Finding out how prescription drugs affect children isn't easy, even for pediatricians, a new study says.

That's because very little research on children and drugs is published in medical journals that help guide doctors on treatment. The result is that some prescribe the wrong dose or use drugs that could be harmful to kids.

"Ironically, some of the times when drugs do work (in children), they're still not getting published," said Dr. Danny Benjamin, an associate professor at Duke University who led the study and also works for the U.S. Food and Drug Administration.

He said an FDA program meant to encourage drug companies to test how drugs affect children has led to hundreds of studies. The problem is that about half the time, the results don't get published in peer-reviewed medical journals, mainly because researchers and sponsors don't submit them for publication, Benjamin said.

Drug companies that conduct or sponsor pediatric research are motivated mostly to get their products on the market, "not to tend to the public health concerns," Benjamin said.

Also, parents often are reluctant to let their children participate in studies. So the research often involves many institutions with a few children at each location, which complicates compiling data and submitting them for publication, Benjamin said.

Examples the authors cited include unpublished data suggesting that an anesthesia drug might increase children's risk of death when used for sedation. Also, unpublished data has suggested that some steroid creams used for skin rashes in adults could cause a hormone imbalance in children.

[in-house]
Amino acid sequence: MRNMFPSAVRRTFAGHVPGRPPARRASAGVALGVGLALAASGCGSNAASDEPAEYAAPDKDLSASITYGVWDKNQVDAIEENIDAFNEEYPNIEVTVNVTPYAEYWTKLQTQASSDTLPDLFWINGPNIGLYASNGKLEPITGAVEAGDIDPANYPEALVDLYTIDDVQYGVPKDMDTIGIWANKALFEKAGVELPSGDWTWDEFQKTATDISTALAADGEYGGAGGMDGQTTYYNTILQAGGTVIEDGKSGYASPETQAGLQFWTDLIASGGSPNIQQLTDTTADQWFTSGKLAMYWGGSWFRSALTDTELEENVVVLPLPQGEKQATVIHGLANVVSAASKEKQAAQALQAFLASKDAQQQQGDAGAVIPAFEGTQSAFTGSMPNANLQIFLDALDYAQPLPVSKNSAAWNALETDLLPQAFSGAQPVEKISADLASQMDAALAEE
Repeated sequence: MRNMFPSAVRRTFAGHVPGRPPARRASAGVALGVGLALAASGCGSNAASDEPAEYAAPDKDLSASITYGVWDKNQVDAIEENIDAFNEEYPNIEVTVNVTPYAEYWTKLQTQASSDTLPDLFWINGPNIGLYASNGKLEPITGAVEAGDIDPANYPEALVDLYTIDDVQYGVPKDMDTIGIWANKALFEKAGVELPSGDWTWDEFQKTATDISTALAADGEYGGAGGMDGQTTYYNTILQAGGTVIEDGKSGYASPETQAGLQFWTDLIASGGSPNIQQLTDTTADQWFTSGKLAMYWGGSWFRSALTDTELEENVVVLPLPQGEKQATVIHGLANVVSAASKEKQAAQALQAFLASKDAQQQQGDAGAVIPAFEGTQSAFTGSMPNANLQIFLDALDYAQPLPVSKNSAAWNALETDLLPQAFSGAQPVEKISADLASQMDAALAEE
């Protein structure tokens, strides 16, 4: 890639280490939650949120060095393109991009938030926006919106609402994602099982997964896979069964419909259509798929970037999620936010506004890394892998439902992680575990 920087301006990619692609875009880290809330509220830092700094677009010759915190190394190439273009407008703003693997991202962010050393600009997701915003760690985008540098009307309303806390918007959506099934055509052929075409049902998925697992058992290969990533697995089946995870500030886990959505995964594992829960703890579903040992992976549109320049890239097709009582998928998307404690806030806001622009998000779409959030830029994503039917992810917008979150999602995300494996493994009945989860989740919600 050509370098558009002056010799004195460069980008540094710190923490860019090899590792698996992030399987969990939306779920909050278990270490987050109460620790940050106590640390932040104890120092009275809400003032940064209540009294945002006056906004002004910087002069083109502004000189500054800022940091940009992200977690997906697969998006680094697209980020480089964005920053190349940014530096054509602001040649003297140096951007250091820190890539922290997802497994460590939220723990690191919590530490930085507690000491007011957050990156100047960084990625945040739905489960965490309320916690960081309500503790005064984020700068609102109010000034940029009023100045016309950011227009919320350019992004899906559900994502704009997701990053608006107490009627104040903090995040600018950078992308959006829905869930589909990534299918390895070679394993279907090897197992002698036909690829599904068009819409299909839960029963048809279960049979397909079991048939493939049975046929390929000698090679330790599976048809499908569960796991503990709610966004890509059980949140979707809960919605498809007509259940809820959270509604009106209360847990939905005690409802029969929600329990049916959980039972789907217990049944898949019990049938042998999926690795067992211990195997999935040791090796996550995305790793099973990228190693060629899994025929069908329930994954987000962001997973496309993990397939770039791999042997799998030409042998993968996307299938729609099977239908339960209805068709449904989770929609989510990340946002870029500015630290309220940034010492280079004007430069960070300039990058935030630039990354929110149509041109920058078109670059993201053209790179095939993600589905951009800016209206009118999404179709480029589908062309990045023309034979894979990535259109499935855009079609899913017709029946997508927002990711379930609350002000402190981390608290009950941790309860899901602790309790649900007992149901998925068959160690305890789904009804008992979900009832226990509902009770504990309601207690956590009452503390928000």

"People slather this on children, particularly babies," said study co-author Dr. Dianne Murphy, director of the FDA's office of pediatric therapeutics.

In both cases, precautions are listed on the drug label but not in much detail. They also appear on the FDA's Web site, but that's not where doctors usually look for such information, the researchers said.

"We've just got to get the data out to people who are caring for children," Benjamin said.

His study appears in Wednesday's Journal of the American Medical Association.

JAMA is among the top peer-reviewed journals but editor-in-chief Dr. Catherine DeAngelis said few studies submitted to JAMA involve the effects of medication on children.

The researchers studied the impact of 1997 legislation authorizing a measure that grants drug companies longer patent protection when they agree to study a medication's effects in children.

Between 1998 and 2004, 253 pediatric studies were submitted to the FDA under this program but only 45 percent were published in peer-reviewed journals, the researchers found.

Dr. Peter Lurie of the watchdog organization Public Citizen's Health Research Group said drug companies and academics need to push harder to publish.

"It really is like the tree falling in the woods. The study is of no use whatsoever if it never reaches the practicing physician," Lurie said.

Scott Lassman of Pharmaceutical Research and Manufacturers of America, an industry trade group, said drug companies shouldn't be faulted.

While he agreed publication in a peer-reviewed journal is "the gold standard for getting information out," Lassman said companies often present data at medical conferences and or post them in an online industry database, http://www.clinicalstudyresults.org.